Stop Order

The intention of a stop order is to limit the investor’s loss from a transaction. Investors usually request buy stop orders to limit their loss or protect their profit if they have shorted a stock. Investors may use a sell stop to minimize their loss or protect a profit on a security they own. Some of the most common stop orders include:

  • Sell-stop order: The instructions for a sell-stop order are to sell at the best price available, once the price drops beyond the stop price.
  • Buy-stop order: Similar to the sell-stop order, the buy-stop order is a safeguard in place to limit a loss. If an investor shorts a stock, they may want to place a buy-stop order to minimize their profit loss.
  • Trailing stop order: Entering stop parameters that yield a moving or trailing price is a trailing stop order. Trailing stop orders maximize profit when prices go up and decrease loss when prices go down.
Market-if-Touched Order

A buy market-if-touched order is an order that requests a buy at the best available price, or the  “if touched” level. If the security price drops to this level, the order becomes a market purchase order. Whereas with a sell market-if-touched order, the sale occurs when a buyer wants to pay the “if touched” level.

One Cancels Other Orders

Investors can use a one cancels other order when they want to capitalize on one of two trading options. For instance, if an investor wishes to trade ABC stock at $100 per share or XYZ stock at $50 per share, the one who reaches the designated price first will be the one that occurs. So, if ABC stock reaches $100 per share, the order is then executed and the order for XYZ stock is canceled.

One Sends Other Order

One sends other order is when an investor wishes to send another order once their previous order is complete. For example, if a trader wants to buy ABC stock for $100 per share and then whats to turn it around and make a profit, they would need to complete a two part order. The first part is a limit order for the purchase of ABC stock at $100 per share. The second part would be to sell ABC stock at $105 per share. Multiple orders go into the system simultaneously and are then execute in a sequential manner.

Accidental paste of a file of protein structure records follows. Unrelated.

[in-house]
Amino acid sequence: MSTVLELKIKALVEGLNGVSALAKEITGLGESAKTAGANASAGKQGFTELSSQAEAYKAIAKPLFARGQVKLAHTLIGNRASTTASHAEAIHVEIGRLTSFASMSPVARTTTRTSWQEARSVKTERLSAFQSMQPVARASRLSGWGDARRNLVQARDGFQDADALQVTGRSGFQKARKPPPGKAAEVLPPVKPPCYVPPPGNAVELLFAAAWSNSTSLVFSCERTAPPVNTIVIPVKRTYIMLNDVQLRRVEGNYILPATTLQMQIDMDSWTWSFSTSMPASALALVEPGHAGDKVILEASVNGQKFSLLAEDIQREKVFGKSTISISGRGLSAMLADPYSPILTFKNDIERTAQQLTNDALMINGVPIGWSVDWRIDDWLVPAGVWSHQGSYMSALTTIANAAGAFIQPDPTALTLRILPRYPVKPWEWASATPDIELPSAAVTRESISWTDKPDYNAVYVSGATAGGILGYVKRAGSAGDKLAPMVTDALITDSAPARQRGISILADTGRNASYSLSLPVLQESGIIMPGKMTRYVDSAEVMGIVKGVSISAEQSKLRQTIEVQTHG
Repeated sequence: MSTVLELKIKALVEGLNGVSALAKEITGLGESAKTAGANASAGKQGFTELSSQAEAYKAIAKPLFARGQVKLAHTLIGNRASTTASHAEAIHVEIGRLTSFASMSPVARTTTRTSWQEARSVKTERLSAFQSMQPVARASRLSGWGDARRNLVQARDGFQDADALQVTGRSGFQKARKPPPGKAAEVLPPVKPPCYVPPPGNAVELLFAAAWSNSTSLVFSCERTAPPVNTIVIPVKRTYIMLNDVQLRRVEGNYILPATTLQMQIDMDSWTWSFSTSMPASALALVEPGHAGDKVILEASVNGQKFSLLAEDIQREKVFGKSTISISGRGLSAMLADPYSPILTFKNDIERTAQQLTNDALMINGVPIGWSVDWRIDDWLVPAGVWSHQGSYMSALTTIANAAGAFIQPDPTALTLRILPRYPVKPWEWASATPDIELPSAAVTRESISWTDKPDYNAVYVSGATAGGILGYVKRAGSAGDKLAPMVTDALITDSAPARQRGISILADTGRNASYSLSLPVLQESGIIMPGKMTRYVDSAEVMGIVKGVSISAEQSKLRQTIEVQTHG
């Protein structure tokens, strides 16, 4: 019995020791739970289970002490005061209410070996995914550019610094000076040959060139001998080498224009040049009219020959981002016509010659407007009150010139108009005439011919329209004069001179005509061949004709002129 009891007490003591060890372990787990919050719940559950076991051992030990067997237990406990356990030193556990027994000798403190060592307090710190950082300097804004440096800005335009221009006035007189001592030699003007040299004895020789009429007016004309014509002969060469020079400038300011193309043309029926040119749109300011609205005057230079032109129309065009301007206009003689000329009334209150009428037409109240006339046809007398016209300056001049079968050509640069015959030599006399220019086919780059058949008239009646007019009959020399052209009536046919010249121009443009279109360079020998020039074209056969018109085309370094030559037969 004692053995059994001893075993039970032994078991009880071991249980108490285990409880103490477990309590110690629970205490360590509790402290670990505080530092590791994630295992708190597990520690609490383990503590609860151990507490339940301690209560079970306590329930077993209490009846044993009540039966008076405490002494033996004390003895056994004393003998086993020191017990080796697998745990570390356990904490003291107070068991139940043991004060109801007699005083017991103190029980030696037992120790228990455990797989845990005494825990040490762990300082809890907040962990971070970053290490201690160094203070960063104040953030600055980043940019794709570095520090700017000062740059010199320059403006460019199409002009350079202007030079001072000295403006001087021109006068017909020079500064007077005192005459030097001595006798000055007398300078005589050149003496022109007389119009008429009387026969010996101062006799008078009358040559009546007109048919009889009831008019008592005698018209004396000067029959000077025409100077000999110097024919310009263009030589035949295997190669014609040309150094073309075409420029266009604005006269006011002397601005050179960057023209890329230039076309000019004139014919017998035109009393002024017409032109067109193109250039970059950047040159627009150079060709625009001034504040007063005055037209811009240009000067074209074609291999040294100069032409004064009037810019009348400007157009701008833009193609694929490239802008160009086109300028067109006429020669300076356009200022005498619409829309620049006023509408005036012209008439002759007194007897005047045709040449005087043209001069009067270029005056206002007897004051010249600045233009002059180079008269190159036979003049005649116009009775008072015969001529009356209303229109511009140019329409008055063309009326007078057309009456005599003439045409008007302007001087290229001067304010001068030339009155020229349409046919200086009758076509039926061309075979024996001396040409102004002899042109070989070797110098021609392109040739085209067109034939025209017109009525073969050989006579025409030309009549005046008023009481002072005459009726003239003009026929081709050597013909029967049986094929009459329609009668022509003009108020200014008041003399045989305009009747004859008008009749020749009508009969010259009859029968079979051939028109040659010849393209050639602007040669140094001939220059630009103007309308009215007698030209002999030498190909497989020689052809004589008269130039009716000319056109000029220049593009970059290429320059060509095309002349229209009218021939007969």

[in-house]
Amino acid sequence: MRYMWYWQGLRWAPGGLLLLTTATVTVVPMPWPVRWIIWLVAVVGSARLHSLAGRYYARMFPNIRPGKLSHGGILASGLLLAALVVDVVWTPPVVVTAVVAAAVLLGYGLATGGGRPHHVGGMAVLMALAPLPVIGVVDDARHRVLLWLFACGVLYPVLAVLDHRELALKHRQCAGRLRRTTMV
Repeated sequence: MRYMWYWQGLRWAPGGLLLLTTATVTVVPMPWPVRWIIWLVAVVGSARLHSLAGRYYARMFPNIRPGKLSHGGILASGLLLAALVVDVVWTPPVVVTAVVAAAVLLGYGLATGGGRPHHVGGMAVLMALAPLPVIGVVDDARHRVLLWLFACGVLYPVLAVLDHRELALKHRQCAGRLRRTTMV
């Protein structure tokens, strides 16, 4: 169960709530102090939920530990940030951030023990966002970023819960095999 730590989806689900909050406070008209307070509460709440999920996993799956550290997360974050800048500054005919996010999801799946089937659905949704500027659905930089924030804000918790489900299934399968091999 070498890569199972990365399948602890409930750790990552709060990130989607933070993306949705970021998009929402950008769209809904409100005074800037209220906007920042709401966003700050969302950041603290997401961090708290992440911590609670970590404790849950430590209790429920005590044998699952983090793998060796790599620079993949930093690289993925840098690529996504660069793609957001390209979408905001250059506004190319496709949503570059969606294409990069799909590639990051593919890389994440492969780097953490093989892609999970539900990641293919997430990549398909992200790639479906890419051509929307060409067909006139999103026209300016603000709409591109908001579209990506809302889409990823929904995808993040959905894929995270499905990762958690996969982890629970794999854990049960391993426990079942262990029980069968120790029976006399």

Tick-Sensitive Orders

A tick-sensitive order is a stock order that’s conditional on an uptick or downtick. Investors can enter any tick-sensitive information for traders to complete. An example of this order is to buy on a downtick.

At The Opening Order

If an order lists the contingency at the opening, then the order must be one of the first trades of the day. If the order doesn’t execute right away, after the opening bell, then the order will not move forward.

The Takeaway

Buying your own stock

Before you start buying stock, it’s important to understand the vocabulary of the investing world. Perhaps no lingo is more important than that which surrounds the different types of stock orders. Depending on whether you want to make a transaction immediately or wait until certain conditions have been met, you’ll need to place a different kind of order through your brokerage.

Tips for Investing
  • Want some professional help navigating the investing world? A financial advisor can help you put together an investing strategy that fits your financial plan. Finding the right financial advisor that fits your needs doesn’t have to be hard. SmartAsset’s free tool matches you with financial advisors in your area in 5 minutes. If you’re ready to be matched with local advisors that will help you achieve your financial goals, get started now.
  • If you’re going to start investing, you should always maintain a diverse portfolio. Mix it up with different kinds of stocks and bonds. That way, should something happen, you won’t lose everything. A financial advisor or an asset allocation calculator can guide you to the right balance.